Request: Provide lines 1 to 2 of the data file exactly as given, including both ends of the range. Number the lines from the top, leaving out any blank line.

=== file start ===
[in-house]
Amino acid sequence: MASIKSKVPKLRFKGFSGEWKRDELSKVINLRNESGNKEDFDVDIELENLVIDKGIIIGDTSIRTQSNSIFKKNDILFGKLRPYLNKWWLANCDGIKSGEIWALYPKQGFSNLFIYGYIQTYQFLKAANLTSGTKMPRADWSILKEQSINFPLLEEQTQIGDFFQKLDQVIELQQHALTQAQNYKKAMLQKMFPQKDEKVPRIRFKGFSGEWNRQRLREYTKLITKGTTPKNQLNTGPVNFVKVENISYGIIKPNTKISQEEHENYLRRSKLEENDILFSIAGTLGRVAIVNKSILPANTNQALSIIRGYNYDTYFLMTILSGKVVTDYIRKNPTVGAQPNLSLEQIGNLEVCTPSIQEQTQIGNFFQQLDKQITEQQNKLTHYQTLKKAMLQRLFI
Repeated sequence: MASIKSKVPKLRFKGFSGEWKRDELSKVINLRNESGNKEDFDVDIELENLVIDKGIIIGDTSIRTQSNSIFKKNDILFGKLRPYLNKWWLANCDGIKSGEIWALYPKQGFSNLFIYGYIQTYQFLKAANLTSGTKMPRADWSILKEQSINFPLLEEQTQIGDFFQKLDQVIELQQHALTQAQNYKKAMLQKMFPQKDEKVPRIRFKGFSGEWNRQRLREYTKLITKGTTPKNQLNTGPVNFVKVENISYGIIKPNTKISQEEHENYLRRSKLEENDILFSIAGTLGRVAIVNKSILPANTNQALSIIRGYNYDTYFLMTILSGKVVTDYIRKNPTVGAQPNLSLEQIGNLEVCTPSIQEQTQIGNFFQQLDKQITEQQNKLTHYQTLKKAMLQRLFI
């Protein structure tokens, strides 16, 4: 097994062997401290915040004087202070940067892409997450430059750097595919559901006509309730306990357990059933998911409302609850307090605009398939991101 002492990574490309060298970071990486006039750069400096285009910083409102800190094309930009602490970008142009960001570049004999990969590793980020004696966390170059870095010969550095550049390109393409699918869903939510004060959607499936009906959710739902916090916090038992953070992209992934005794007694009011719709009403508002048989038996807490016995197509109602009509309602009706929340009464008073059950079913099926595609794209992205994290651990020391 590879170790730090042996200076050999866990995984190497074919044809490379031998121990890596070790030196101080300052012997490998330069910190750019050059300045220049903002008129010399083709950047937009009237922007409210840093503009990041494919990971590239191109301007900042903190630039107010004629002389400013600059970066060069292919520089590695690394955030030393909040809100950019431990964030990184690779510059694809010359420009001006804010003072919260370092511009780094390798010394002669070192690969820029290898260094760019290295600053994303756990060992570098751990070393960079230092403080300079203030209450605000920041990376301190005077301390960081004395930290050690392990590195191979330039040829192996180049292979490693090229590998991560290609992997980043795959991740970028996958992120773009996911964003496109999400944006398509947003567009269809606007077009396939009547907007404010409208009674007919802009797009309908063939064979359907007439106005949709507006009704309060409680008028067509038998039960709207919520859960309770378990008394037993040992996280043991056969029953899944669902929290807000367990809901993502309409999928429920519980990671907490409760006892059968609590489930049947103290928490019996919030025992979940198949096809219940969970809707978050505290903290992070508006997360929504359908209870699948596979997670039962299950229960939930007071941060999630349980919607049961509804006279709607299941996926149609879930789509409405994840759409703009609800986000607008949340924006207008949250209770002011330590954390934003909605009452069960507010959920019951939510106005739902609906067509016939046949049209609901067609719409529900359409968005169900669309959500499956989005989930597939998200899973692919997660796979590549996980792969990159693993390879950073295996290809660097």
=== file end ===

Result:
[in-house]
Amino acid sequence: MASIKSKVPKLRFKGFSGEWKRDELSKVINLRNESGNKEDFDVDIELENLVIDKGIIIGDTSIRTQSNSIFKKNDILFGKLRPYLNKWWLANCDGIKSGEIWALYPKQGFSNLFIYGYIQTYQFLKAANLTSGTKMPRADWSILKEQSINFPLLEEQTQIGDFFQKLDQVIELQQHALTQAQNYKKAMLQKMFPQKDEKVPRIRFKGFSGEWNRQRLREYTKLITKGTTPKNQLNTGPVNFVKVENISYGIIKPNTKISQEEHENYLRRSKLEENDILFSIAGTLGRVAIVNKSILPANTNQALSIIRGYNYDTYFLMTILSGKVVTDYIRKNPTVGAQPNLSLEQIGNLEVCTPSIQEQTQIGNFFQQLDKQITEQQNKLTHYQTLKKAMLQRLFI